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Let's say someone has a hold of all the information Equifax had about me.

I'm trying to understand how some of the things people say could go wrong could actually happen:

  1. They could supposedly open a credit card account in my name, right?
    But that requires a home address. If they give a wrong address, it won't match the records. If they give the correct address, then the mail will come to me, not them.

  2. I'm not sure if they could open a bank account in my name (banks also usually ask for a scanned copy of my ID electronically, or a physical copy in person), but in any case, the address problem is still the same as with credit cards.

  3. They can't get a mortgage or anything big, because that requires a copy of my ID, among other things (e.g. documentation for collateral or whatever).

So how do these actually happen? Do companies just forget to check IDs or cross-check names against addresses? Or do thieves bypass these processes somehow?

4

Credit reporting agencies are used to verify credit worthiness, not addresses. Merchants and bankers will generally not check the given address against the address in the credit report. After all, people frequently move, and their new address may not show up in their credit history for months.

Merchants and bankers in the US typically rely on just the date of birth or social security number to establish that the person in front of them is the person referred to in the credit report. Some form of id may be required to establish those two bits of information. Unfortunately, while fake ids aren't trivial to obtain, they are definitely available.

Here is a typical story about an attempt to obtain a loan for $7000 from a Florida financial services company using fake id and identity theft. In that case the loan officer became suspicious and the plan unraveled. You have to bear in mind that these companies make their money by loaning money at interest. If they make the process of establishing identity too arduous, they'll be loosing some honest customers. They really rely on the fact that most people are relatively honest or afraid of the consequences of being caught committing a crime.

  • Do identity thieves usually use fake IDs to make all this work? That seems tough especially since these threats are said to exist even when your driver's license or ID number isn't leaked. Most people say this stuff can be done with only your SSN and DoB, right? So how does that work? – user541686 Sep 10 '17 at 20:51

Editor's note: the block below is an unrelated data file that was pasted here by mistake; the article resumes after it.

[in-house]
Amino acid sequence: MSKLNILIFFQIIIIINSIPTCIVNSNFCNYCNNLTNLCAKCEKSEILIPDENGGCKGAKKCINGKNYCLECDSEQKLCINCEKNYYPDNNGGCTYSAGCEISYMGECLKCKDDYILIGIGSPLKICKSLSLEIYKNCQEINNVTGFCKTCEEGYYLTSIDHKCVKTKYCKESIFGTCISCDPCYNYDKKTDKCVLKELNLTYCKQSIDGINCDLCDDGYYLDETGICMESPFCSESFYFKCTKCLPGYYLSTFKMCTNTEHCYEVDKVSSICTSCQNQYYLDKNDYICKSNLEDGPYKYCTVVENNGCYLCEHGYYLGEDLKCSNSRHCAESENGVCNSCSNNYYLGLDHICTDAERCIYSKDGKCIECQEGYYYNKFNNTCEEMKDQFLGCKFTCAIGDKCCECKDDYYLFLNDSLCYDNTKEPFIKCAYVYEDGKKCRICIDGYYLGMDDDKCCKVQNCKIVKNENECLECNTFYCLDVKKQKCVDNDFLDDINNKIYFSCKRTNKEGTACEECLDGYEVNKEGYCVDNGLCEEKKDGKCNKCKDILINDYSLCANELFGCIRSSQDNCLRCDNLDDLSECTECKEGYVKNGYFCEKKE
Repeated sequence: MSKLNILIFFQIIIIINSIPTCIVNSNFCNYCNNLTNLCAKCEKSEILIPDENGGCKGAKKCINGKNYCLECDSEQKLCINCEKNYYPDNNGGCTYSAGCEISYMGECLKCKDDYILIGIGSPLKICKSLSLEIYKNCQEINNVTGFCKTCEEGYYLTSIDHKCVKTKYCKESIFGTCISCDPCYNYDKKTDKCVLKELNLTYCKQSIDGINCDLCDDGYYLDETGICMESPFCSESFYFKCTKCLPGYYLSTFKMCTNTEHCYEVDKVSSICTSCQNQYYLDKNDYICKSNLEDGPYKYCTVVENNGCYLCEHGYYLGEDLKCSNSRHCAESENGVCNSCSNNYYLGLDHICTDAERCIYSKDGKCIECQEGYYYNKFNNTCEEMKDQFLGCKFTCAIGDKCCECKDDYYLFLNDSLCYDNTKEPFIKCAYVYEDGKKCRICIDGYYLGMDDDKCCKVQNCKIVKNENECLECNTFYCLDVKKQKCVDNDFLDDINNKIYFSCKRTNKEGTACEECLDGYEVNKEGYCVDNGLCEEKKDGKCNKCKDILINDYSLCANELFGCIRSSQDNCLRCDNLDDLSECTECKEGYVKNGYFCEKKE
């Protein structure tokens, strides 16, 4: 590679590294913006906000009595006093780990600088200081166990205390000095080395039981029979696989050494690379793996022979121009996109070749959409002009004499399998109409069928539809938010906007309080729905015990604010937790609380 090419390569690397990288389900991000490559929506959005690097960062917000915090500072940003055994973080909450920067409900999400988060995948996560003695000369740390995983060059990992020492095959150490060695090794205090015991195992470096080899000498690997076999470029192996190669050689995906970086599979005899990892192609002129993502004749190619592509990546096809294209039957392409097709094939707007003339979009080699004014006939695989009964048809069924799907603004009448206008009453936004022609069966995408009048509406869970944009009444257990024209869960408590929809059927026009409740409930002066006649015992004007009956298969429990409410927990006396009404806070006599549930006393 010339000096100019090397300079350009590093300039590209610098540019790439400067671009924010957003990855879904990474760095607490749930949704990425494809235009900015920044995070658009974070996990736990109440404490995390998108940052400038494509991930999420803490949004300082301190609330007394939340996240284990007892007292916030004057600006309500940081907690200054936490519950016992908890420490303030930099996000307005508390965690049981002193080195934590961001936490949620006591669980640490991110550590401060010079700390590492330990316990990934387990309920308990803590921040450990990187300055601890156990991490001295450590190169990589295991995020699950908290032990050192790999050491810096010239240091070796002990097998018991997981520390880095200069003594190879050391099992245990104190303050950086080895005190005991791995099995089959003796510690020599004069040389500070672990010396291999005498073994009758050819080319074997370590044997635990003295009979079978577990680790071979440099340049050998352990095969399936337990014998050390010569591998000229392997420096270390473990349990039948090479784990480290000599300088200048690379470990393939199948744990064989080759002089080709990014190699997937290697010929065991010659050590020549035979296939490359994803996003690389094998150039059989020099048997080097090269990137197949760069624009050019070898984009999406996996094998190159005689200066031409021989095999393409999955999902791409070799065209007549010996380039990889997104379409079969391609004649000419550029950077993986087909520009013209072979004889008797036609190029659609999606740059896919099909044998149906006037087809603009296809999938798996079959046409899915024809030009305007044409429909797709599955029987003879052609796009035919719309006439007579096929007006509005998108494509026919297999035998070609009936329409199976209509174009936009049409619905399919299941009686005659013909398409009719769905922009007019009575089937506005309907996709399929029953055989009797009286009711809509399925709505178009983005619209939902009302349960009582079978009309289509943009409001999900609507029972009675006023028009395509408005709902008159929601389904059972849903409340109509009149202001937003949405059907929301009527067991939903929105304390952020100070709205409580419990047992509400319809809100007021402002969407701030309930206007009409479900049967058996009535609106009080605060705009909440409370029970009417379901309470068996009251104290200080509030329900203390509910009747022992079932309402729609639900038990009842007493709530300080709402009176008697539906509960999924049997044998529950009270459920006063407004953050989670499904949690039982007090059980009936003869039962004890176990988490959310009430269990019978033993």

• It depends on how cautious the merchant or banker is, which often depends on how large their exposure is. You can apply for many credit cards online without providing any id at all, but they'll open with a very low credit limit. On the other hand opening a bank account or using a card at merchant they may require id. Simply google 'fake id' to see how large the market for fake ids is. – Charles E. Grant Sep 10 '17 at 21:52
  • +1 okay thanks. I think the part of this that answers my question best so far is the fact that they don't always verify your street address, since I always thought they check that in the ID verification process. – user541686 Sep 10 '17 at 21:56
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Your home address is easy enough to find - a simple Google for your name typically does it; also many states allow to look up properties you own by your name, and typically you live in the property you own.

Next step is to order credit cards to that address and then go to the post office, open a PO Box, and forward your mail from the home address to the PO Box - timing is important so you don't realize it before the credit cards come.

Step three is to open the PO Box, take out the credit cards, charge them to the max, and walk away and never come back.

Sure you'll find out you don't get mail anymore and then your post office might be able to tell you that there's a forwarding to a PO Box active for you, but at that time they're already gone with the credit cards.

The only thing I found to protect you is to consistently monitor all the stuff all the time. As long as the US allows people to order things by just reciting your name address and social numbers, it will be loopholes like that (I am referring to my experience from Germany where you have to show a valid government issued ID, in person, before you can do any significant financial transaction - ordering a credit card without having shown your ID is basically impossible).

  • I suppose this would work, but is it actually done? I get the impression most identity thieves would not want to leave an obvious trail like this. Also, wouldn't the post office likely have security cameras that could catch them if this happened? (As in, if you reported it later I feel like they could investigate and identify the guy?) – user541686 Sep 10 '17 at 20:47
  • @Mehrdad , I don't want to make this an instruction sheet for future identity thieves, but you can open an online ID with the post office, and request forwarding there. You need to give your name address and Social Security number of course.... – Aganju Sep 10 '17 at 20:51
  • There are even better ways to do the whole thing but again I don't want to make this an instruction sheet – Aganju Sep 10 '17 at 20:51
  • I mean, I don't expect it has to be an instruction sheet. e.g. the other answer on this page said that they get a fake ID, which (if that's true) would be completely sufficient to answer my question without giving any hint as to how to actually go about it. Hopefully you can do the same thing here? I don't need details but at the same time I hope you can see that I can't really upvote or accept an answer that doesn't give a reasonable overview of the process given that it doesn't answer my question... – user541686 Sep 10 '17 at 21:47

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